Sony and Microsoft both launched their motion controllers at last yearís E3, with Kinnect having the edge over Sonyís Move controllers, sales wise anyway. Both launched with near identi-kit range of Wii-knock offs, but Sony would at least put Move support into the new SOCOM and Killzone games. But both companies need to give consumers to pick up their motion controllers and that means games, or with Kinnect, a higher degree of functionality with media apps on the 360. Without new consoles, Sony and Microsoft are relying on Move and Kinnect to make money and expand their traditional audience into the casual markets. But then again, now the initial hype has subsided, what is supposed to attract customers to these new controllers? I feel Microsoft and Sony have to announce more Kinnect and Move titles, because they will feel that thereís still a big chunk of the casual markets, or Nintendoís market, that they can poach.
So, kind of pessimistic stuff then. Microsoft and Sony trying to convince us to buy Kinnect and Move respectively, Nintendo are launching a console that is going to try and win over the hardcore gamer but at the risk of possibly losing their casual market share, Sony and Nintendo trying to find a place for their new systems in a mobile market that seems to be moving away from owning a dedicated hand held. Itís going to be a continuation of what we saw last year, with Nintendo the only company showing some risky behaviour with their Project Cafť console.
The up shot is, I feel games have to take centre stage at this E3. The thing that Nintendo and Sony need to convince people to buy their new handhelds is games; Kinnect and Move sceptics need games to convince them to buy into Microsoft and Sonyís new motion controllers. And Nintendo needs a good line-up of games to convince the supposed hardcore gamers that theyíll need their new console and that itís not just a too-little-too-late HD catch up. Considering the slim amount of releases slated for 2012 and the fairly large amount of pre-E3 announcements weíve had so far (as I finish typing this, Konami have announced their HD remake releases), I think weíre in for a bumper show when it comes to actual future videogame releases. Considering how little we know about what games are coming out in 2012, Iím hoping E3 delivers a wide range exciting titles that are going to appeal to both hardcore and casual gamers. After all, videogames is why we buy this shiny hardware and without great titles, no one is going to buy any new hardware.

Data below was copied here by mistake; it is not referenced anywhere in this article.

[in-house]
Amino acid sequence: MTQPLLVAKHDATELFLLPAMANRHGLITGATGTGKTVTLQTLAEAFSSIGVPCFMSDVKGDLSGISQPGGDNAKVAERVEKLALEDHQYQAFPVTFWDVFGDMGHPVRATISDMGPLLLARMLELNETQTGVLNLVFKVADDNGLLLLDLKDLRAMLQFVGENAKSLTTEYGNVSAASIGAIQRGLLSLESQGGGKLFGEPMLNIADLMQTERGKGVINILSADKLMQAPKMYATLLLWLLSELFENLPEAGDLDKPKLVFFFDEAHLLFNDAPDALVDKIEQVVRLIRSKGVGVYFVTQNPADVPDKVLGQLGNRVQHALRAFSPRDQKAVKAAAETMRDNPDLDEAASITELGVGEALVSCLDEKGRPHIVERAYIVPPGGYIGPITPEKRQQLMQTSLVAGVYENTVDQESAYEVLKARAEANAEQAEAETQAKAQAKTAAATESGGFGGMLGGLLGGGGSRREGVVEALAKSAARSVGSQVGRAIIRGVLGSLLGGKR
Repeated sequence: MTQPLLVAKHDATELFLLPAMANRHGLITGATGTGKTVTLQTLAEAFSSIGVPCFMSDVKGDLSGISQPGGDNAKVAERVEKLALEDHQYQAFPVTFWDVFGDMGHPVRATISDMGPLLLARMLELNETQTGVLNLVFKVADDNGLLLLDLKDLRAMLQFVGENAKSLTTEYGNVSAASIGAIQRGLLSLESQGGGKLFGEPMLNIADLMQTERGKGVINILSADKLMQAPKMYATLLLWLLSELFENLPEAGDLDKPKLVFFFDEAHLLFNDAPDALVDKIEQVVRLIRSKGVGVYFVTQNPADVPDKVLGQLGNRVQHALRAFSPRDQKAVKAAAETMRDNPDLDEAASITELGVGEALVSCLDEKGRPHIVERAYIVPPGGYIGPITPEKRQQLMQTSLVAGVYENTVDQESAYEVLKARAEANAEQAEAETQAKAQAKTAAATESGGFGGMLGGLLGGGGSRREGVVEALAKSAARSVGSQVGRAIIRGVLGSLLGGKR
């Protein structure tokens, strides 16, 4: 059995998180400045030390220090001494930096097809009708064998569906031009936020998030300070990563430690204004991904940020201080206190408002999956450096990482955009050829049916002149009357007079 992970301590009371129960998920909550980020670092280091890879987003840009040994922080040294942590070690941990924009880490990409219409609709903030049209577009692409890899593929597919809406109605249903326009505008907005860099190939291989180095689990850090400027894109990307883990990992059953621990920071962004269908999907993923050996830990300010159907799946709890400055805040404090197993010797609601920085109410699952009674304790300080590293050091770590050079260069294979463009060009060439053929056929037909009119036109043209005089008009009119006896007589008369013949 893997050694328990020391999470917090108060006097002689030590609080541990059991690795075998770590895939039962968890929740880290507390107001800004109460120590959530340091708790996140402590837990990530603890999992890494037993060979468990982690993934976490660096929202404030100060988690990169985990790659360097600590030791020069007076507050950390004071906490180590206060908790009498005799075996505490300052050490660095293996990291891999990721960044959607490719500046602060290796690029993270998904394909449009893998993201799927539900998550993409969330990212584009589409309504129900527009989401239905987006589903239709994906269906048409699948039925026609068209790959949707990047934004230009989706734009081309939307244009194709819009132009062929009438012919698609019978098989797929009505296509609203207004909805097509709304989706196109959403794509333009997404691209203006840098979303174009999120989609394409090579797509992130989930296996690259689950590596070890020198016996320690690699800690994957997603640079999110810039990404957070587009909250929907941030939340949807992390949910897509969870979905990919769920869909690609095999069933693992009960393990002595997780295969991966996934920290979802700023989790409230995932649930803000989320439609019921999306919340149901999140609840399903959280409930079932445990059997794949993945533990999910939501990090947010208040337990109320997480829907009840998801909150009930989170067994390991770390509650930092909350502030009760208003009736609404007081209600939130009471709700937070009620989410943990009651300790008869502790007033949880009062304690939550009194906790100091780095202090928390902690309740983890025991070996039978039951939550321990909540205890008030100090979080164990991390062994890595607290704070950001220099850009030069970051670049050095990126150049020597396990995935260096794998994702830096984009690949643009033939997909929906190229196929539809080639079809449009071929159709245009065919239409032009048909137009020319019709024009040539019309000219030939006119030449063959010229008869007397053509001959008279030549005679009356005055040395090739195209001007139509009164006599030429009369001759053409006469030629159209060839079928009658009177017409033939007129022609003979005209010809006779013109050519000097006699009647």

Iíll be the first to admit, Iím a videogame news junkie; even when it comes to either titles or systems I donít own. Part of the downside of this is that Iím often not surprised when I actually play a game because thereís a nagging feeling I know what Iím getting into. Usually it starts off with a big reveal story, outlining the developer, some basic story info and usually some gameplay hook. Then the publishers will tease out some more information about the game, either through some previews, trailers or interviews. By the time a game comes out, weíve already consumed a heck of a lot of information about what the game is (at least in our minds) and what we can expect. Itís gotten to the point that Iíve actually started going on self-imposed media blackouts when it comes to games that I know Iím definitely going to play, but I donít want anything spoilt for me. So, like Mass Effect 3 and Deus Ex Human Revolution are must-plays for me, but Iím no longer going to gobble up all the information I can before I play them.